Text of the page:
4 Lies You Believe as a CSD Student

After studying and working hard for years, graduating and becoming an SLP was one of the most exciting moments of my life! It was also really scary once I landed my first job and actually set foot in my new workplace, not to mention when I saw my first solo client.

I thought I wasn’t going to be good enough and constantly worried that I didn’t know the right things. I even questioned how I ever made it through graduation. But I pushed through the doubt and I want to help you do the same.

Whether your focus is on speech-language pathology, like me, or audiology, don’t believe these 4 lies you tell yourself as a grad student…

I’ll Know Everything When I Graduate

You learn a lot in school… and are introduced to even more that you don’t quite fully absorb at the time. Once you’re out in the field (especially in the beginning!) it’s absolutely ok to not understand everything. As a clinician, there’s always new research, new therapy tools, and new trainings to keep up with. Not to mention all of the possible settings you could work in and the intricacies associated with each. Instead of trying to know everything, make sure you have a few resources—like peers and colleagues, research publications, and continuing education websites—to help you answer questions and learn new skills as you need them.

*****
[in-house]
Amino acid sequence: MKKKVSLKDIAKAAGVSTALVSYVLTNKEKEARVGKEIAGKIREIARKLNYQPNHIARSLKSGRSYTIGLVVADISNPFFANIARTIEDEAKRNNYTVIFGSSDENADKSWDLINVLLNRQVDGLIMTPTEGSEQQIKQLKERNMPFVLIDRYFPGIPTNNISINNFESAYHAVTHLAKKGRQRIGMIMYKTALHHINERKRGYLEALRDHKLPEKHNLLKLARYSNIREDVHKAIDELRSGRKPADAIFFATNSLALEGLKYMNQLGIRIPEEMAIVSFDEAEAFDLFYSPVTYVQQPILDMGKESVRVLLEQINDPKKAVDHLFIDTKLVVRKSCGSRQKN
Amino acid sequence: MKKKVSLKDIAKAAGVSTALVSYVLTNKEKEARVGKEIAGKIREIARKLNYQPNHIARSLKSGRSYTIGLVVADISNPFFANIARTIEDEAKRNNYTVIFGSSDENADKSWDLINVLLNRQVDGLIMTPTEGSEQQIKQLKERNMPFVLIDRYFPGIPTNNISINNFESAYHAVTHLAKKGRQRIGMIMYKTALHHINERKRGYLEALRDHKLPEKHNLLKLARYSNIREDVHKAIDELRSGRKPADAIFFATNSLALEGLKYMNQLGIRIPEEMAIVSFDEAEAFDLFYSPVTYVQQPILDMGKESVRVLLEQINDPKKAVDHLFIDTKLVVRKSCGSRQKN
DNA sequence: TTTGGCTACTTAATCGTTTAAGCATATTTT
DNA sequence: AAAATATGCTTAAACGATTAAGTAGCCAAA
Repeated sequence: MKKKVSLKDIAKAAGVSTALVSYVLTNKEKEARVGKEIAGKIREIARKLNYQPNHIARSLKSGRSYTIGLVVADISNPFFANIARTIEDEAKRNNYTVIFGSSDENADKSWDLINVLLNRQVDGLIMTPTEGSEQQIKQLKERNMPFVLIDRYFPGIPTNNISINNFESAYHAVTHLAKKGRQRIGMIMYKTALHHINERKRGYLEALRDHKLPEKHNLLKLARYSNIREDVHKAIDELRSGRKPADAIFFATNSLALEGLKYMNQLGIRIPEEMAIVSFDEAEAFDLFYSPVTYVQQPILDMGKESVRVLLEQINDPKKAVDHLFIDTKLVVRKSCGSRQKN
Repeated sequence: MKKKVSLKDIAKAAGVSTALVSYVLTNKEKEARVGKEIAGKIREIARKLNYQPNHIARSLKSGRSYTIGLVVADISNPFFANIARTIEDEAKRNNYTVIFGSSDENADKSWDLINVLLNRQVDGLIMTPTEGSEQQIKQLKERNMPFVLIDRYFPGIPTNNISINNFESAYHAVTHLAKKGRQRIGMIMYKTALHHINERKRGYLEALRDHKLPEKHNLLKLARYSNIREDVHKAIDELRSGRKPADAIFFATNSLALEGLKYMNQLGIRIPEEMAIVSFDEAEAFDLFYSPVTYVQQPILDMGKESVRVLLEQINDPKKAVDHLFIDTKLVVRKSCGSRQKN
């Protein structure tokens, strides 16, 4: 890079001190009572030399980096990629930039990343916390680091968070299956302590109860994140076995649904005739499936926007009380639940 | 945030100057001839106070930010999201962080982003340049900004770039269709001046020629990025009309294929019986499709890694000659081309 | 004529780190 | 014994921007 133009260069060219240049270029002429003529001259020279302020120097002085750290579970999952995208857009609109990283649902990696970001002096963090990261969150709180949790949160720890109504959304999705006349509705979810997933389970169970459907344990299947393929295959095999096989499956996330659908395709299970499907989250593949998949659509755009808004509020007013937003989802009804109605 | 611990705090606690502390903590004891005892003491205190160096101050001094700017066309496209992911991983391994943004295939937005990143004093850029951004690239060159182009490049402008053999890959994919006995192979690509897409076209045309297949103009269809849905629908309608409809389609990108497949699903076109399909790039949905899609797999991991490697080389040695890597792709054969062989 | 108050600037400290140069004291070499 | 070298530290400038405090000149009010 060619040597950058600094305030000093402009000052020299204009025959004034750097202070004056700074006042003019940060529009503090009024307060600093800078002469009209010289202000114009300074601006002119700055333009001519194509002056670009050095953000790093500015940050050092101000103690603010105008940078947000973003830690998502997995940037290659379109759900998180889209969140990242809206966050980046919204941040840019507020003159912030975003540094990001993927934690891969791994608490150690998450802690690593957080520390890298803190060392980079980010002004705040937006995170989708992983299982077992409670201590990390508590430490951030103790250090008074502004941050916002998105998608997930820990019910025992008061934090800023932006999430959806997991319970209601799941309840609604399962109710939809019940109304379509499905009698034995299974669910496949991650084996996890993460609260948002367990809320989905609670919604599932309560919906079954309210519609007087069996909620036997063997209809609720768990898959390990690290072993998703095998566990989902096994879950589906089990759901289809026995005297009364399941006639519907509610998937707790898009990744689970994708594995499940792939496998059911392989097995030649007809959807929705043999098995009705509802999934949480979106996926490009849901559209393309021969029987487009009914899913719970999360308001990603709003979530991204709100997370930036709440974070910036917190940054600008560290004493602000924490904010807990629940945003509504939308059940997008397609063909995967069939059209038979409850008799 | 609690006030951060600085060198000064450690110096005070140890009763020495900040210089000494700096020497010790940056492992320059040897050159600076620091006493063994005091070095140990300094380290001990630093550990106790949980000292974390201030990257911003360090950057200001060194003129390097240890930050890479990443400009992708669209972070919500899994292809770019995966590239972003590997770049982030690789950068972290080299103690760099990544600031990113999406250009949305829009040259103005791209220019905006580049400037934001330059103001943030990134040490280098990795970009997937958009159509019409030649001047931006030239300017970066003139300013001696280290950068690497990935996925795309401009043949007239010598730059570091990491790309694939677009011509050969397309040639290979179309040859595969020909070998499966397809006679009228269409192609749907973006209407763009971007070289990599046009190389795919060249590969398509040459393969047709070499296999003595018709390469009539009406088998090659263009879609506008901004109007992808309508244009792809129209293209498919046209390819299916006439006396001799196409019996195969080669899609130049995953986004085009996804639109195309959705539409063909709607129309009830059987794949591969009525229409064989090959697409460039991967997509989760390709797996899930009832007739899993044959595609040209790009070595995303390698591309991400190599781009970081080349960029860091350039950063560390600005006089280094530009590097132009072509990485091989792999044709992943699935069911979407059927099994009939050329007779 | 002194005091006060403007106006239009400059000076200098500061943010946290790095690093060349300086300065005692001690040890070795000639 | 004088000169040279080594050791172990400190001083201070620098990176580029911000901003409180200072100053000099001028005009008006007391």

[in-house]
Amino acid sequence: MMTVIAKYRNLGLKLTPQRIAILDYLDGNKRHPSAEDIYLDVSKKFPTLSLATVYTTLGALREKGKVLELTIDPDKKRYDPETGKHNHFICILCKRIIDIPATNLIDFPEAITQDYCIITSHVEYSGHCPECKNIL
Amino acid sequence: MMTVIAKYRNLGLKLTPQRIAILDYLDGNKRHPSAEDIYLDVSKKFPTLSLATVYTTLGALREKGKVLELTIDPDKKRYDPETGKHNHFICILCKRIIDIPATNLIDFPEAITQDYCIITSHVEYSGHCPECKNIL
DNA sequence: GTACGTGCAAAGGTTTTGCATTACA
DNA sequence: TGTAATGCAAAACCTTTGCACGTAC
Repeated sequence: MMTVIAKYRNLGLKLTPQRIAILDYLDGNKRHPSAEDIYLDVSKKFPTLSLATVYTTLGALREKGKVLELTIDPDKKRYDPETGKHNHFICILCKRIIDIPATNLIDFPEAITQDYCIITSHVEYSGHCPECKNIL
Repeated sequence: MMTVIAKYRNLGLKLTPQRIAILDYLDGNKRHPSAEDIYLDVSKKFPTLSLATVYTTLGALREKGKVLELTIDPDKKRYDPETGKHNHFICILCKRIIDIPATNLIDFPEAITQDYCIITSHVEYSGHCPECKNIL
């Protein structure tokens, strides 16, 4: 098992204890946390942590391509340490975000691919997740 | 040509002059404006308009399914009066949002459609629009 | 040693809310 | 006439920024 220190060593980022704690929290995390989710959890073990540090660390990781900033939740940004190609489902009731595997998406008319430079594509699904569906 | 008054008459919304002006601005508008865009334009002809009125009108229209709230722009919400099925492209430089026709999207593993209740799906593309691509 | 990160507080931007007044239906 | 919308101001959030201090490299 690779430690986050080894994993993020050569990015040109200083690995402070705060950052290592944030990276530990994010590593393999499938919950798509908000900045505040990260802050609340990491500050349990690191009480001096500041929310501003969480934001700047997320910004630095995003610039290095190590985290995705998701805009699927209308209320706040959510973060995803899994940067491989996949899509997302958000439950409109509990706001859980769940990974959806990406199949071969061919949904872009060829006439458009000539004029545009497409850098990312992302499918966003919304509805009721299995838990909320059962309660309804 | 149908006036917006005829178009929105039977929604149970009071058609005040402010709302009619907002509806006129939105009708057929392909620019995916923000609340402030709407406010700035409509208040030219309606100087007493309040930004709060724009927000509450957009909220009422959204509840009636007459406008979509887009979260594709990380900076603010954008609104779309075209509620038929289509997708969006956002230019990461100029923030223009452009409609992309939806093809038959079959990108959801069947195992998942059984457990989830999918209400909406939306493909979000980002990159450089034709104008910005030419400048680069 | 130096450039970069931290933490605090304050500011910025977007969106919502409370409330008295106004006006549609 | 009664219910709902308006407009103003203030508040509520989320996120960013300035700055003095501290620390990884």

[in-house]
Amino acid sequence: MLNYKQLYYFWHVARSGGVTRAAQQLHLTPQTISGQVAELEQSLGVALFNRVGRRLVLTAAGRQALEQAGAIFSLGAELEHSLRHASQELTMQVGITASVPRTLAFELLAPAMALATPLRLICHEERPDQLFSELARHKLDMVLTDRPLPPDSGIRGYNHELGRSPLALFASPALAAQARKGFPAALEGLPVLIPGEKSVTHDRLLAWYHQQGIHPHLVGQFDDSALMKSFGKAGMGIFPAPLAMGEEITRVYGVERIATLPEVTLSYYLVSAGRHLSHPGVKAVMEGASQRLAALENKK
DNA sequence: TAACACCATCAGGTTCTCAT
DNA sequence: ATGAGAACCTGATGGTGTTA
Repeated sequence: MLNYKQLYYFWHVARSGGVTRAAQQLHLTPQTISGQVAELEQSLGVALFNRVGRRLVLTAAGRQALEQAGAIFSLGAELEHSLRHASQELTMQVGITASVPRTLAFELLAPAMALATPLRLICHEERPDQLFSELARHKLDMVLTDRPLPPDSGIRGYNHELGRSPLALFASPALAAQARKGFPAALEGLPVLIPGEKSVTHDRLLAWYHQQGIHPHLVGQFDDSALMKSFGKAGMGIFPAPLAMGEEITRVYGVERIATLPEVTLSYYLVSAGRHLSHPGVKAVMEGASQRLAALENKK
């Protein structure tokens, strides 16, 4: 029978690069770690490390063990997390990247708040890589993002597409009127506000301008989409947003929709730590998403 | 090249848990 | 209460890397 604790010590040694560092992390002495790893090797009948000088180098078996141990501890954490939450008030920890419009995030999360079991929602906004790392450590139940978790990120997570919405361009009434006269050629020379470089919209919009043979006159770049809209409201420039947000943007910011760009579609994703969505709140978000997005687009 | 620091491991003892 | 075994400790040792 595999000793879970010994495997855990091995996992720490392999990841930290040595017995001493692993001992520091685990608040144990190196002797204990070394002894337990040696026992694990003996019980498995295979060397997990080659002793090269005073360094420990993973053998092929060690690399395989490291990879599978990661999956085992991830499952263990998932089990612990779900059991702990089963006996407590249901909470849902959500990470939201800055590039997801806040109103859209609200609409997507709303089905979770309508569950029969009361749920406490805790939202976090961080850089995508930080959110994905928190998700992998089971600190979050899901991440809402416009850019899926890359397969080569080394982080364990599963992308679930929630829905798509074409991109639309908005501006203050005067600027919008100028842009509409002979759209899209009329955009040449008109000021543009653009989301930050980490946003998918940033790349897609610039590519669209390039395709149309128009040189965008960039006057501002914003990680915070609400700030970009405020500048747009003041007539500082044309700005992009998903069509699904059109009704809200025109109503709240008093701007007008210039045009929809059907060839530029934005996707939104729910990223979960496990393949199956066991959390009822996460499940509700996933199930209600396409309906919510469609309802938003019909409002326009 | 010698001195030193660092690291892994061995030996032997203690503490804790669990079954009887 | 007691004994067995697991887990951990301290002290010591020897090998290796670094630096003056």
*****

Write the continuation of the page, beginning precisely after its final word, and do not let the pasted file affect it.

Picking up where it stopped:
I Shouldn’t Ask for Help

Not true! It’s always ok to ask for help. It doesn’t make you weaker clinician. It shows you’re open to learning and willing reach out for support when needed. Asking for help from a fellow clinician, or even someone in a related field, can help you grow into a more well-rounded professional. It’ll also reduce some stress when you first start out!

I Have to Plan for Each Session

Having a plan for each of your sessions is great, but not always necessary. There will be times when a client comes in and they’re having a bad day or want to talk about something different than the goals you’ve set. If they aren’t ready for the activity you had planned, you aren’t likely to get much out of the session.

Instead of pushing to do your planned activity, it’s better to have a few back-up ideas you can pull from. Be flexible to their needs on that day. As you get more comfortable with session, look for more real-life scenarios and tools to use.

My Clients Will Improve If I’m a Good SLP/Audiologist

This is perhaps the biggest misconception students (and clinicians!) have. We’re taught about different syndromes, disorders, and diseases; what to expect as a clinician; and how to treat clients. As new professionals, we’re often shocked when we do what we’re taught, and our clients don’t improve the way we’d intended. It makes you feel like you’re doing something wrong or aren’t good enough. But that’s just not the case!

Some clients, no matter what you do, will not improve or reach their end goal. They’re human and are all on different timelines to heal and progress—some never reach 100%. It is not a reflection of you as a professional, but your job is to help them thrive as best they can.

So, the next time you’re feeling overwhelmed by the thought of being an SLP or audiologist, take a deep breath! Remember, there are others out there ready to support you and cheer you on. You can do it!

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